The New York Times provides an apocalyptic headline for this article by Julie Bosman. In reality, this is a story about one specific, rural school closing, with some notes about other tiny, rural schools that have also closed.
Lola was among the last students to attend Arena Community Elementary. After classes let out last Monday, the school was shuttered permanently by the River Valley School District, whose administrators say that unforgiving budgets, a dearth of students and an aging population have made it impossible to keep the school open. For the first time since the 1800s, the village of Arena has no school.
Arena Elementary is the second small rural elementary school in two years to close in the district, nearly 300 square miles of rolling pastures and dairy farms in southwestern Wisconsin. The one in the neighboring village of Lone Rock closed last spring. The district now has just one open public elementary school, in Spring Green, nine miles away.
Administrators say they hardly had any choice.
The numbers are there for anyone to see: The River Valley School District graduated 105 seniors this year, and expects only 66 kindergartners to start school in the fall.
Residents worry about what will happen to Arena, population 834, without the school. There isn’t much else on this two-lane stretch of Highway 14: a gas station, a cheese outlet, a cafe called Grandma Mary’s, beloved for its Friday fish fry and beef stroganoff.
But the reality of rural life in the Midwest, school officials say, is that younger people are fleeing. They want Starbucks and Thai restaurants, plentiful jobs and high-speed internet, and when they start families, they want schools with amenities and big, thriving athletic programs.
“In any small community, anywhere in this country, our kids grow up and move away,” said Mark Strozinsky, a River Valley school board member. “They go to college and get a job, but it’s not here, because the opportunity is not here. So who’s left here? Grandma and Grandpa.”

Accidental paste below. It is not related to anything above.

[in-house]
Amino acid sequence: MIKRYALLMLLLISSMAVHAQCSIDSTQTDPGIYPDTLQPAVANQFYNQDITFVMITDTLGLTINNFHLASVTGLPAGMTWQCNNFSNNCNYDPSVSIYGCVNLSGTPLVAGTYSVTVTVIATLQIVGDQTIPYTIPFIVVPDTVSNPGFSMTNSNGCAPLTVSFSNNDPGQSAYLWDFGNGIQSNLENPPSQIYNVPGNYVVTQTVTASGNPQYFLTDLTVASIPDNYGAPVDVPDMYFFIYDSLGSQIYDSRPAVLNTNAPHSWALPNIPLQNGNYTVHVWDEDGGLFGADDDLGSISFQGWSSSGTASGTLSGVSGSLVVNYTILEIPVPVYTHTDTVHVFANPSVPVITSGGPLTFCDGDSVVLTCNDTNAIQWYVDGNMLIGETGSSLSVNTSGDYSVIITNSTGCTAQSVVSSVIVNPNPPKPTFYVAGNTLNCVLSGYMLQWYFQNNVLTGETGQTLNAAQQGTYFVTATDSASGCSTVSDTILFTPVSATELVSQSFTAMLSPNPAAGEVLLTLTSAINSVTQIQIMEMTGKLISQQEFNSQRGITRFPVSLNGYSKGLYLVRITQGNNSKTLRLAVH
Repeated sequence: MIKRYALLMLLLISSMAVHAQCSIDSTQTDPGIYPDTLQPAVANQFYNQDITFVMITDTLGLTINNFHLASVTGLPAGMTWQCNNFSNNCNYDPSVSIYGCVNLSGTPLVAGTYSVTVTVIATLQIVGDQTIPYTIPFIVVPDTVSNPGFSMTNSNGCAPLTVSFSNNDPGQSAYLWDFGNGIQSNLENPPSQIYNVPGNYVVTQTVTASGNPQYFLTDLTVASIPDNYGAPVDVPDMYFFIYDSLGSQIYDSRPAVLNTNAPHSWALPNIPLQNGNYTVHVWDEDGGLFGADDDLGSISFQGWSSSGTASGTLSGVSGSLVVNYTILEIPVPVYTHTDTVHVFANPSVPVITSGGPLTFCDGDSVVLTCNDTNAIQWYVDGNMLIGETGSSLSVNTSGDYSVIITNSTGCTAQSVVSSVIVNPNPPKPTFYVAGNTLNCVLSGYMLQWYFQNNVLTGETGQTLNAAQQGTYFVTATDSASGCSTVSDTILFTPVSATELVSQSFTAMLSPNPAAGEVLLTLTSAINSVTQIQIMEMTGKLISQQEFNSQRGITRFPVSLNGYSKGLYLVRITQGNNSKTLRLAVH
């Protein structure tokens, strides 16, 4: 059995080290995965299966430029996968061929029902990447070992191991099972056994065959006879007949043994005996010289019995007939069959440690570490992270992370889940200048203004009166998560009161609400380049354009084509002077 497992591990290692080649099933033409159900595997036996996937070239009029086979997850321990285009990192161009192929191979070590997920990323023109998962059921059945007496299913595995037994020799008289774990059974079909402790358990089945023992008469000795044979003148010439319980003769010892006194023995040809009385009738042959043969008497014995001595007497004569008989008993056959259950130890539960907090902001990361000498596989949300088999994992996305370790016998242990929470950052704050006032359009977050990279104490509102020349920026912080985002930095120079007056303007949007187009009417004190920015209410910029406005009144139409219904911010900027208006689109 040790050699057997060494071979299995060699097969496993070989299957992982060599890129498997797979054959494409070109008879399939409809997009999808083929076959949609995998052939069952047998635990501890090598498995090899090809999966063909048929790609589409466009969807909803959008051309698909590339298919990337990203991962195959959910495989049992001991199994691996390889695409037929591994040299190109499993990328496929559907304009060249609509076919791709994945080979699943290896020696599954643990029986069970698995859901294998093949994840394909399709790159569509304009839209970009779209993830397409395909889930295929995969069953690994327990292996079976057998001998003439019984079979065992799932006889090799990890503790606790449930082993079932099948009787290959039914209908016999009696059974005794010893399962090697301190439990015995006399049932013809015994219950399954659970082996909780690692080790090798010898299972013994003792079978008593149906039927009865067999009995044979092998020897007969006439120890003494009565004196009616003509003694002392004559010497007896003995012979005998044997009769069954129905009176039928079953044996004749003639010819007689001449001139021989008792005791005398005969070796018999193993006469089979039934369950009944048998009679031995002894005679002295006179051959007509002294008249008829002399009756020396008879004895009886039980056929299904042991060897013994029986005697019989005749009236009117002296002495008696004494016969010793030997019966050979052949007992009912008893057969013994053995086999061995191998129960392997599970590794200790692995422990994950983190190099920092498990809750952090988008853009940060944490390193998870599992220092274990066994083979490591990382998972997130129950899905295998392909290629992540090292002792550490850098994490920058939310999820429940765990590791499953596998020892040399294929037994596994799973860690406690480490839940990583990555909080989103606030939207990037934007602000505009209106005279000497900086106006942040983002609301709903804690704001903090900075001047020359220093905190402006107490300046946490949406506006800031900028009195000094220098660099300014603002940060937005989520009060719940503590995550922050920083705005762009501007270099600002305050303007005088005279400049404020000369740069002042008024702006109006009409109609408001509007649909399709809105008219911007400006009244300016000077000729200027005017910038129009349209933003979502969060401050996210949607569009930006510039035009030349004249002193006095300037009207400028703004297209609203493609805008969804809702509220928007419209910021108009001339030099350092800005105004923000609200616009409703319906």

Two schools in the Portage school district in central Wisconsin closed several years ago after enrollment declined sharply, the district administrator, Charles Poches, said.
“You can’t have four teachers for 40 kids,” he said.
As the public face of the district, Mr. Poches said that he bore the brunt of residents’ fury at public hearings.
“It was hell,” he said. “We’d have 50 people, some who didn’t even have kids there but had gone to school there. They felt it was part of their community. It was very traumatic.”
Melissa Schmid, whose 10-year-old stepson, Evan, completed fourth grade this year, said she wished she had fought harder to keep the Arena school open. When the time comes for her 1-year-old daughter, she and her husband have decided to send her to school in a different district to spare her a long bus ride.
She worries about the value of their house. New people aren’t moving to Arena much anyway. But they definitely won’t now.
“We basically have a bank and a cheese factory,” Ms. Schmid said. “It’s not going to be a growing community.”
Communities are born, grow, mature, decline, and, eventually, die. This article tugs at the heartstrings, but it's not clear to me why we should try to stop what's happening, to make rural America great again. I understand how the existing residents feel. But the hard truth is that people increasingly prefer suburban and urban lifestyles to rural life. No amount of nostalgia or outside financial support is going to cause this rural district to grow again.